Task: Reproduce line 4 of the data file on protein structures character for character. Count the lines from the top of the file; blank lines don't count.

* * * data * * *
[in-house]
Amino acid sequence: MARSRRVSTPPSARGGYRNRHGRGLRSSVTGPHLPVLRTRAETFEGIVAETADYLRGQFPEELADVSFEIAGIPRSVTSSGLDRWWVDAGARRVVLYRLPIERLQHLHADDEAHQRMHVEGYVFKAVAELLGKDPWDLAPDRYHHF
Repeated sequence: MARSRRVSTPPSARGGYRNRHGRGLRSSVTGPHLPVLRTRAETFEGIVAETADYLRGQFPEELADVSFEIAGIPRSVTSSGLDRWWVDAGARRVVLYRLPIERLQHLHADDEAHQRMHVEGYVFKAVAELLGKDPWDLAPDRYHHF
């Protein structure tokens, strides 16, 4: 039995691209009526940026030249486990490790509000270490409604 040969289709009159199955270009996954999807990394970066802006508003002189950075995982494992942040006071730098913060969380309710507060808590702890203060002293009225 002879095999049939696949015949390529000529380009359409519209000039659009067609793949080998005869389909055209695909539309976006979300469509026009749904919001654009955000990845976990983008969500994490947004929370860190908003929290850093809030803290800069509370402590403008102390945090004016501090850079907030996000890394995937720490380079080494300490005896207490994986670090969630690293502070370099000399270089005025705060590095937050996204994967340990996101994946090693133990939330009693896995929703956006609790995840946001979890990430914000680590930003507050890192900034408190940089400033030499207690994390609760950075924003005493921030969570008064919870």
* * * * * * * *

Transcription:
């Protein structure tokens, strides 16, 4: 039995691209009526940026030249486990490790509000270490409604 040969289709009159199955270009996954999807990394970066802006508003002189950075995982494992942040006071730098913060969380309710507060808590702890203060002293009225 002879095999049939696949015949390529000529380009359409519209000039659009067609793949080998005869389909055209695909539309976006979300469509026009749904919001654009955000990845976990983008969500994490947004929370860190908003929290850093809030803290800069509370402590403008102390945090004016501090850079907030996000890394995937720490380079080494300490005896207490994986670090969630690293502070370099000399270089005025705060590095937050996204994967340990996101994946090693133990939330009693896995929703956006609790995840946001979890990430914000680590930003507050890192900034408190940089400033030499207690994390609760950075924003005493921030969570008064919870």